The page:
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Jonathan Wall

GolfTube: The silence of the links

Jonathan Wall
Devil Ball Golf

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There was a moment in Golf Channel's Saturday telecast of the Boise Open where, if you had just stumbled onto the coverage, you could've sworn you'd stepped into the twilight zone.

Golf was being played on television, but the live coverage came sans commentary in the background. And to top it off, Kirk Triplett was playing a round of golf while wearing ... a baseball cap? Seriously, when was the last time you saw Triplett play a round without his staple bucket hat, as at right?

While we still don't have an answer for the bucket hat mystery, the Golf Channel did have an answer for the silent golf coverage on Saturday afternoon.

Hoping to shake up the tour coverage during the off week before Tour Championship, the execs at the Golf Channel decided to do something completely different for one day only at the Boise Open: they decided to mute the tournament commentary.

The usual on-course banter between commentators Jerry Foltz and Curt Byrum was replaced for the afternoon by the sounds of Mother Nature, as well as little bit of commentary from the players and caddies, compliments of the mic'ed up players in the event.

Silence always takes some getting used to, especially when you're accustomed to turning on the television set and listening to talking heads like Johnny Miller critique a player's every move.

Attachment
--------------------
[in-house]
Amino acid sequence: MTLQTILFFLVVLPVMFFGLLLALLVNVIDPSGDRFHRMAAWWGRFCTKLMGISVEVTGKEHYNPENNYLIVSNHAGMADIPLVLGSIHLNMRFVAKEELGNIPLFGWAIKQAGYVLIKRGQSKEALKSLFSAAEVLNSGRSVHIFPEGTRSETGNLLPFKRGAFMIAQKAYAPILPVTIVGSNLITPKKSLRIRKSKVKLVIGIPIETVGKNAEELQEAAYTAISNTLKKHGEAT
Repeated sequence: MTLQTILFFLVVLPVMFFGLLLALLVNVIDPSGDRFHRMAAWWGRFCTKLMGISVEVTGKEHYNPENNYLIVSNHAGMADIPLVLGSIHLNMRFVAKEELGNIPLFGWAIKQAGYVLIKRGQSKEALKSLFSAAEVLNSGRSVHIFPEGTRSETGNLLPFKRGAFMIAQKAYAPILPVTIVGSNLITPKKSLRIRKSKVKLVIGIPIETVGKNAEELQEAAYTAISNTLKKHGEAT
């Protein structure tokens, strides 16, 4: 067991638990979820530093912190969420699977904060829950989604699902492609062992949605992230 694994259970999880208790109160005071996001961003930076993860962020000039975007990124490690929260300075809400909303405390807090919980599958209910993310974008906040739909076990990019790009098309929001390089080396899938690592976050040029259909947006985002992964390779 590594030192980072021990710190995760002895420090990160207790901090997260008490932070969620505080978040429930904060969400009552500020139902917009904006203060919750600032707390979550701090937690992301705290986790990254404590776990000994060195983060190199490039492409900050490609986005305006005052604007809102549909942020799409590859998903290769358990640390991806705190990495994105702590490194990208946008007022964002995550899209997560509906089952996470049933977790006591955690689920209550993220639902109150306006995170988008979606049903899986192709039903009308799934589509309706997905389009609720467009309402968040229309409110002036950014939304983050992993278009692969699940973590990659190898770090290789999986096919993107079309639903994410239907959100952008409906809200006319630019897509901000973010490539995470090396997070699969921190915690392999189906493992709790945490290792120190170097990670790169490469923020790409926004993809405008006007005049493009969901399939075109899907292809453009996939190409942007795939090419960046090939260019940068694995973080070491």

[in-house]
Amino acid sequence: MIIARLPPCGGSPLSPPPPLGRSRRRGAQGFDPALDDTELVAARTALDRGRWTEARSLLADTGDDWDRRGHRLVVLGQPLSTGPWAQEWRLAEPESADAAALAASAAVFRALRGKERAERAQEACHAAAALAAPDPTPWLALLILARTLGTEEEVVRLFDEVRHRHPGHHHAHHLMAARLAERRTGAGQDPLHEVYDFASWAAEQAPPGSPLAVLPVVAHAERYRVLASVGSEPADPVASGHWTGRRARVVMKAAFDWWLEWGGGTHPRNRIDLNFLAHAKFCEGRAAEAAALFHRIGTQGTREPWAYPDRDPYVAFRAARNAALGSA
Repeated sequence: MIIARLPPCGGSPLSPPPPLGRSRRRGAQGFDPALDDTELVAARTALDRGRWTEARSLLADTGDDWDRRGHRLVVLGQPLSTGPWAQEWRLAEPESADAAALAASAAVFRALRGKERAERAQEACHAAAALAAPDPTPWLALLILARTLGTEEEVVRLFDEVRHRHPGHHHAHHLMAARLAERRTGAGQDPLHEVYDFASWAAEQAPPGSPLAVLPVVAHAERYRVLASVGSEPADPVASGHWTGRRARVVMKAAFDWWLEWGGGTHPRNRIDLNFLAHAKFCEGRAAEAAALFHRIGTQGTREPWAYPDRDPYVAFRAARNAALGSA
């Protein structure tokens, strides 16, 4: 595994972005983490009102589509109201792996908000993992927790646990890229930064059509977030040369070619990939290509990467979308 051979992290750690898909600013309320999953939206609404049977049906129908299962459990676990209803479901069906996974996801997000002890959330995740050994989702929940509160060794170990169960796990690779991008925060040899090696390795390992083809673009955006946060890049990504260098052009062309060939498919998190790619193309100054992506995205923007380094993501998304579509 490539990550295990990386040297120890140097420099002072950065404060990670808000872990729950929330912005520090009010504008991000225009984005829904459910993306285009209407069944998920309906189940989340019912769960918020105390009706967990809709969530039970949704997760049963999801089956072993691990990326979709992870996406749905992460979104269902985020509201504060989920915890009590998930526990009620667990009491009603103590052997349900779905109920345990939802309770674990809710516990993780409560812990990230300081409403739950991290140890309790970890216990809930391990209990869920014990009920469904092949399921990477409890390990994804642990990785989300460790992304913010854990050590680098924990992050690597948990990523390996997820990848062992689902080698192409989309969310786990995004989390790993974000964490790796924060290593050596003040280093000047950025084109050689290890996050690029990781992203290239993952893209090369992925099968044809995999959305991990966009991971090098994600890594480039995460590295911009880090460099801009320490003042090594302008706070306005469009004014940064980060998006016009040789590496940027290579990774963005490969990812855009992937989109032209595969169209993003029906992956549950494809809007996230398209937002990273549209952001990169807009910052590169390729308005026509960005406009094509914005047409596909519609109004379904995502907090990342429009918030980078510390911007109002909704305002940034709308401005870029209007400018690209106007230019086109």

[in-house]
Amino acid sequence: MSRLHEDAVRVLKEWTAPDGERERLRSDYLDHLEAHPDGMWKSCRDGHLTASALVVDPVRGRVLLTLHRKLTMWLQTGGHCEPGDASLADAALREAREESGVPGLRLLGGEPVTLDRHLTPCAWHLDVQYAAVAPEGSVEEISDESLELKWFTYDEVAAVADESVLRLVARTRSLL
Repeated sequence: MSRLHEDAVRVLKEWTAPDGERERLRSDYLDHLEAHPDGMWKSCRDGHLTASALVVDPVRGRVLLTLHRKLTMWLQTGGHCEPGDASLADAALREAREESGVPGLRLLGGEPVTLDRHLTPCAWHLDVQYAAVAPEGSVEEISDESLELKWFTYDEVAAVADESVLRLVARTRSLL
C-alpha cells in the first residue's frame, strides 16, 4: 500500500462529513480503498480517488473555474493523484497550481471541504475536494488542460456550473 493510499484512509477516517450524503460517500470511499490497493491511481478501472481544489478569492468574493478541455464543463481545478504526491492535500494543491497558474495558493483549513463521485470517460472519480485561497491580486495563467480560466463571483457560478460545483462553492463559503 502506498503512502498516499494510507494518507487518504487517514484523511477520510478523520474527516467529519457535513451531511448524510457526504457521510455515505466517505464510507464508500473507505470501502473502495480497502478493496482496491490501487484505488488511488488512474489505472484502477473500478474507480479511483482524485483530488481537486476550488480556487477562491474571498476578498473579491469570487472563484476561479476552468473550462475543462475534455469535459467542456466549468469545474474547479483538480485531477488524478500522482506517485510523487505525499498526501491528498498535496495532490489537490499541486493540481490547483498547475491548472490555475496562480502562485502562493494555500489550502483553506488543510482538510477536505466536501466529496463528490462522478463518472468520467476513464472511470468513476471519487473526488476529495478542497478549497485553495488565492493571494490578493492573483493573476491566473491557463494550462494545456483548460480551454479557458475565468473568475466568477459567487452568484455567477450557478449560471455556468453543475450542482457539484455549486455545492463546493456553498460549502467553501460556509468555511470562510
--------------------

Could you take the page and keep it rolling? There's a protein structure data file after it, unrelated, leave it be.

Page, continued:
But for those fans who'd been clamoring for more golf and less talk, Saturday's third round gave the best glimpse yet of what the game could look like if networks started giving the viewers exactly what they wanted.

As promised, the Golf Channel showed all on-course coverage without commentary, choosing to periodically go to a makeshift booth on the course for Foltz and Byrum's opinions on what they'd seen over the last 10-15 minutes.

The rest of the coverage was spent in silence showing shots from the course. If anything, the coverage forced fans at home to make up their own opinion on why a player was clubbing up or down on certain holes.

While it was a great gimmick for the afternoon, there were times during the telecast where a comment or a bit of insight would have been nice. And at the end of the day, that's the main reason why a silent telecast wouldn't work for most major networks.

Sure, most networks could do without all the bells and whistles, but there's still something to be said for a good on-course commentary. Gary McCord, while sometimes annoying, adds another level to the telecast. He also gives the media and casual fan something to talk about on Monday.

While the silence was indeed golden at times, there was something missing from Saturday's telecast, and that's the insight fans have come to expect when they turn on the television to watch a tour event.

You made your point, Golf Channel; we can't live without your on-course commentary. But we sure could do with a little more golf action and less mindless chatter.

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